Brad O’Connor directly addresses camera: According to Freddie Mac’s weekly National Mortgage Market Survey, the average 30 year fixed mortgage rate rose above 6% in mid-September, and in late October, it crested at about 7% where it remained for the next three weeks. Since then, it has fallen somewhat in response to positive signs that inflation is finally abating.
But we’re still above 6% a rate level we’ve not seen since late 2008. Needless to say, the effect of these higher mortgage rates on home buyer demand throughout the US this fall was not a positive one. Here in Florida, we could already see that conditions were worsening in response to the rise above 6% in October’s data release from Florida Realtors, when new pending sales were down 41% year over year for existing single family homes and down 43% for existing townhouses and condos. Based on those figures, it’s not surprising that the newly released November figures for closed sales from Florida Realtors exhibit similar declines.
Closed sales of existing single family homes in November were down by over 38% compared to a year ago. And over in the townhouse and condo category, they fell by close to 39%. We should probably expect similar declines in closed sales in December as well.
Given that rates were at their recent peak near 7% for much of November, when many of the homes scheduled to close in December were going under contract. This is reflected in the year over year changes in new pending sales reported for November, a decline of nearly 37% for single family homes and a more than 42% drop for townhouses and condos. The rate of price growth remained above the long term trend in November, but it continues to slow in the wake of these higher interest rates. The median price for closed sales of single family homes in November was $400,000.
That’s 9.6% higher than last November. The median townhouse and condo price, meanwhile, increased by 12.3% to $307,000. New listings of single family homes for sale in November were down by over 15% year over year and likewise declined by over 13% in the townhouse and condo category. This fall, the number of homes coming onto the market is partly in response to rate lock in, that is. A number of current homeowners have a much more favorable mortgage rate on their current home than they could get on the market right now, which makes for a strong disincentive to sell until conditions improve.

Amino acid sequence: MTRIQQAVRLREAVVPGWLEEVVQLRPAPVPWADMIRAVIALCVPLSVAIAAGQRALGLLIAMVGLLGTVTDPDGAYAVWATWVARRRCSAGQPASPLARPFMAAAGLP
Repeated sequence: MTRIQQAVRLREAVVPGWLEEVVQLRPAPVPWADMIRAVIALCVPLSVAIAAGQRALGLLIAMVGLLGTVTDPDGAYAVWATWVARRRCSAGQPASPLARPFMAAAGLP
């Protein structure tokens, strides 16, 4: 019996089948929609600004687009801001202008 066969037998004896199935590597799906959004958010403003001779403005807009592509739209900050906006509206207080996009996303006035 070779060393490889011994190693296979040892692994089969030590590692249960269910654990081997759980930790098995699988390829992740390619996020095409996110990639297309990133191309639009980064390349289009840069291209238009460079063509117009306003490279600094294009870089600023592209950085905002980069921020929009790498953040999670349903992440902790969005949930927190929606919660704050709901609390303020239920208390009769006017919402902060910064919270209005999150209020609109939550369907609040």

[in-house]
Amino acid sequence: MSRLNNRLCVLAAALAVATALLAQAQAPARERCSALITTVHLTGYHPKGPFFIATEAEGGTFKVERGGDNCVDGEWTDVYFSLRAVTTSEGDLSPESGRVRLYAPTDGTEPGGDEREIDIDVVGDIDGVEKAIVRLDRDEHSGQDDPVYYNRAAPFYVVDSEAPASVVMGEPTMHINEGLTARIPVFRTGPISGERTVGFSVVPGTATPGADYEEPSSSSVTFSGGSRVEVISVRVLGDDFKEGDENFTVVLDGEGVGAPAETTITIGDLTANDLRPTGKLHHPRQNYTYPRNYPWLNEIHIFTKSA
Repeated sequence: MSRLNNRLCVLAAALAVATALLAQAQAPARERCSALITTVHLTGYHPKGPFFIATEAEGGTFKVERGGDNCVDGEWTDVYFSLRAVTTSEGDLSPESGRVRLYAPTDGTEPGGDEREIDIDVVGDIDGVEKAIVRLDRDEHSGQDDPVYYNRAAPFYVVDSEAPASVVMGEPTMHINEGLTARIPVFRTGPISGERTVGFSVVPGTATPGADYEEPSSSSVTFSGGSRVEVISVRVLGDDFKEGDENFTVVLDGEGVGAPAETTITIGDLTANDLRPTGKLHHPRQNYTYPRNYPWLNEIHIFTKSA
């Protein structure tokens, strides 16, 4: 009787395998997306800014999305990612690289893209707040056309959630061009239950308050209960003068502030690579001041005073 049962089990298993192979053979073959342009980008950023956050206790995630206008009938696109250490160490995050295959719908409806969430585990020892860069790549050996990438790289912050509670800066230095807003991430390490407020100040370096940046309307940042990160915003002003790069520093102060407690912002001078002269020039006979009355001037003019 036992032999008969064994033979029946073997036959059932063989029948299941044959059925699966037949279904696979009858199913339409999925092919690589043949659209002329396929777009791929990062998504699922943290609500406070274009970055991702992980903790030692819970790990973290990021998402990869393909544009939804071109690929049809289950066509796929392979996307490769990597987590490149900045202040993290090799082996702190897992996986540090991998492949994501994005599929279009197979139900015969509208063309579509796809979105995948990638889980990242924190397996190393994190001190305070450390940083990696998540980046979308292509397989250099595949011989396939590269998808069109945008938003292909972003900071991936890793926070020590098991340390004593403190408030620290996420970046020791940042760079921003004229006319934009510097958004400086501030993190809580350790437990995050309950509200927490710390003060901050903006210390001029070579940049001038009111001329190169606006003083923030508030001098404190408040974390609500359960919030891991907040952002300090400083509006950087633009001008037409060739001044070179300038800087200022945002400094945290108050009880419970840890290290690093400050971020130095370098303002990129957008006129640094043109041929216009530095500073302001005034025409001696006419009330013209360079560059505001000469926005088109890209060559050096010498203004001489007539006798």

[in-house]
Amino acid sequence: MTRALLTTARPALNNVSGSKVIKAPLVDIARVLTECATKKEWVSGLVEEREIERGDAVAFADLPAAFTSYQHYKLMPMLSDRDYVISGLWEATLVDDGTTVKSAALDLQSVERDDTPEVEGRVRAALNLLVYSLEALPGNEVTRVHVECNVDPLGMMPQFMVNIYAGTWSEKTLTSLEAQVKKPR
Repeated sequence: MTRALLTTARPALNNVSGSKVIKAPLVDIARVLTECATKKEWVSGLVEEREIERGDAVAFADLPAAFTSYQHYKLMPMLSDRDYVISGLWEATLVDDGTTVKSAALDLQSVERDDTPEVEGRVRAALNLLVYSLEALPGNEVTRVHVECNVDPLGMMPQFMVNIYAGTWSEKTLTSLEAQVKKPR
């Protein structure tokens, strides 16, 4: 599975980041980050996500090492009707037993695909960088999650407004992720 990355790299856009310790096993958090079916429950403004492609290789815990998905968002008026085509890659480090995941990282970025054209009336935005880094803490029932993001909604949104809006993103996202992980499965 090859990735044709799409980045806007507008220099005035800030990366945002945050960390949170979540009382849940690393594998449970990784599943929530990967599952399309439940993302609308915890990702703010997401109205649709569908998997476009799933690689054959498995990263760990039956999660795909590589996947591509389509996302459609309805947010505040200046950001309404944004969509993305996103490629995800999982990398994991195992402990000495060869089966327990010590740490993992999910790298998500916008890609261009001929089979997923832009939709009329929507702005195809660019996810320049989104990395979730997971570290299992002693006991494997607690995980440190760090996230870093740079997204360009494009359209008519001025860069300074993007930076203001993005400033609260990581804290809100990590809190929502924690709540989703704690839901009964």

But there are many potential buyers and sellers out there for whom rate lock-in is not a factor, such as owners who have already paid off much of their mortgages and built up a lot of home equity, as well as those whose motivations to buy a home are not entirely driven by finances as much as need.
While inventory levels are still far from pre-pandemic standards in most parts of the state, they are still much better than they were at the beginning of the year. And buyers who were frustrated in their home searches over the past two years are finding there are more choices available now and less competition as well.
Join us next month as we present the December statistics and wrap up a very eventful year in Florida’s housing market. And in the meantime, be sure to check out your local statistics at Sun Stats dot Florida Realtors dot org.
See you next month.